Huge tax hike hits tiny town

Residents in the tiny community of Willowbrook are being faced with a huge jump in their property taxes this year — a large expense after back-to-back years of flood woes.

Mary MacCullough and her husband Roger were hit about as hard about as anyone by the increase. After paying just over $2,450 in property taxes in 2017, the couple owes just under $4,650 this year.

"We weren't notified at all, we just got our notice in the mail like everybody else," MacCullough said. "My husband was excited because he turned 65, we thought he'd get that seniors rebate and realized that it actually doubled."

While the couple was spared from flood damage this spring, most of the community wasn't, and MacCullough said it's a costly time for many.

"One poor lady said 'we're just going to walk away,' because they can't afford the mortgage, the taxes and the repairs."

Residents in the community are also paying $1,008.05 for water connections, more than double last year's rate of $437.50 — related to upgrades to the water system.

The community has been under a boil water notice for two years due to flood issues, and MacCullough said many residents are currently without water because of flood damage.

Area director Terry Schafer said the increase in property taxes is due to the province transferring costs onto the Regional District of Okanagan-Similkameen — largely related to the cost of the Willowbrook Volunteer Fire Department, which jumped from $69,319 to $216,807 for taxpayers.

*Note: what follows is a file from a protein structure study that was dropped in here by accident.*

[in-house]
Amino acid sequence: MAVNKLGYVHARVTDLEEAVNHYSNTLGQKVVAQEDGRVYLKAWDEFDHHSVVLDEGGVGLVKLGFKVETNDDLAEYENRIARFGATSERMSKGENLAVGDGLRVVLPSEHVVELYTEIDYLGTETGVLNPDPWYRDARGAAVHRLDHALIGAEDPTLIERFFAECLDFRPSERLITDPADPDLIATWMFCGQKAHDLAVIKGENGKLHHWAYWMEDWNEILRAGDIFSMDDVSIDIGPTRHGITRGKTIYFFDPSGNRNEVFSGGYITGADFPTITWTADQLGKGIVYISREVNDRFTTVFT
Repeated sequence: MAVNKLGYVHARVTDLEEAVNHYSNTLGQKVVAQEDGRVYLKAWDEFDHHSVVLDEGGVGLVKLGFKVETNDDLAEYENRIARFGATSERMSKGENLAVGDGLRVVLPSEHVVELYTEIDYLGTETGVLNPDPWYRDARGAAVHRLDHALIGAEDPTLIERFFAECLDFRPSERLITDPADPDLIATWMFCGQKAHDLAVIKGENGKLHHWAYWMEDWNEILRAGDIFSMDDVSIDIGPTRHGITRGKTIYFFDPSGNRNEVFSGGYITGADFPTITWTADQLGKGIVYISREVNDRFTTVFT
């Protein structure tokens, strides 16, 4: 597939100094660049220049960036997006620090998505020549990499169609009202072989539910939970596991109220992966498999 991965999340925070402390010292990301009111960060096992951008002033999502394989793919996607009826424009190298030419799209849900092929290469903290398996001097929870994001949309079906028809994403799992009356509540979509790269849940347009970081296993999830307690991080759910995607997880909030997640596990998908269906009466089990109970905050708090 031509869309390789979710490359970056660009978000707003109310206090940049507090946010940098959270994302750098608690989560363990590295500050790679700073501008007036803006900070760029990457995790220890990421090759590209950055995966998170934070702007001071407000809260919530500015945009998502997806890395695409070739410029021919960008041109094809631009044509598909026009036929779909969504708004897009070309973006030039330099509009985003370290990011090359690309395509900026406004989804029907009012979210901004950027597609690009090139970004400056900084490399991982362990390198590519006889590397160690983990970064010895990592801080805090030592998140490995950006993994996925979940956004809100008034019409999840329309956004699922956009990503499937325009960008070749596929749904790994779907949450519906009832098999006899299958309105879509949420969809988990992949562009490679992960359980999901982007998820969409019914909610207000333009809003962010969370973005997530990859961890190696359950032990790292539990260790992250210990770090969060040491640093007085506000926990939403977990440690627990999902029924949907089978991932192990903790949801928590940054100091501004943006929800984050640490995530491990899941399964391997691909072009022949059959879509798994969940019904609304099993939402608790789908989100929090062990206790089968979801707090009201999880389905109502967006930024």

All fire departments in B.C. now adhere to a standardized "playbook," and in Willowbrook additional training is mandated for members, as are upgrades to the firehall, including a new truck.

"There's only 120 residents here, and for us to be paying that kind of money for a fire department... is ludicrous," MacCullough said. 

Schafer said the tax increase is a one-off, but said he wished it would've been phased in instead.

"It's a travesty... For a small hamlet like Willowbrook to get an increase like that is unconscionable," Schafer said, noting some residents are facing a property tax hike of up to 150 per cent.

"I'm doing my damnedest to try to dig into why this happened. I've been talking with fire chiefs all around and other (area) directors."

Schafer said it's more difficult for service areas like Willowbrook to pay for local services compared to incorporated municipalities, which he said have more flexibility. 

He said at the Union of B.C. Municipalities in the fall, he plans to lobby to the region's Rural Directors Caucus for some sort of change in how rural areas can be governed.

"It's desperately needed. The inflexibility is painful."

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